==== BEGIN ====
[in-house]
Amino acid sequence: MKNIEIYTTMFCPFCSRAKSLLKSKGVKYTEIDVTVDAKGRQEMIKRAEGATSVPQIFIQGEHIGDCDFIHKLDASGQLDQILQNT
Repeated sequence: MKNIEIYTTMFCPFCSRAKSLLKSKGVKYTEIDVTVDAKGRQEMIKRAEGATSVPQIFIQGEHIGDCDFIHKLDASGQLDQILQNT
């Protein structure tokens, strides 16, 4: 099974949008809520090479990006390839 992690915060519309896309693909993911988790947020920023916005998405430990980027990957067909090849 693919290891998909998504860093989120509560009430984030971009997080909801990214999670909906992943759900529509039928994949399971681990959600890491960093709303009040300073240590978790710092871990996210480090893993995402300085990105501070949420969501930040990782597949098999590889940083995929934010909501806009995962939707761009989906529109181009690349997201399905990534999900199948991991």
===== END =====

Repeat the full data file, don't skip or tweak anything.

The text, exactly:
[in-house]
Amino acid sequence: MKNIEIYTTMFCPFCSRAKSLLKSKGVKYTEIDVTVDAKGRQEMIKRAEGATSVPQIFIQGEHIGDCDFIHKLDASGQLDQILQNT
Repeated sequence: MKNIEIYTTMFCPFCSRAKSLLKSKGVKYTEIDVTVDAKGRQEMIKRAEGATSVPQIFIQGEHIGDCDFIHKLDASGQLDQILQNT
């Protein structure tokens, strides 16, 4: 099974949008809520090479990006390839 992690915060519309896309693909993911988790947020920023916005998405430990980027990957067909090849 693919290891998909998504860093989120509560009430984030971009997080909801990214999670909906992943759900529509039928994949399971681990959600890491960093709303009040300073240590978790710092871990996210480090893993995402300085990105501070949420969501930040990782597949098999590889940083995929934010909501806009995962939707761009989906529109181009690349997201399905990534999900199948991991």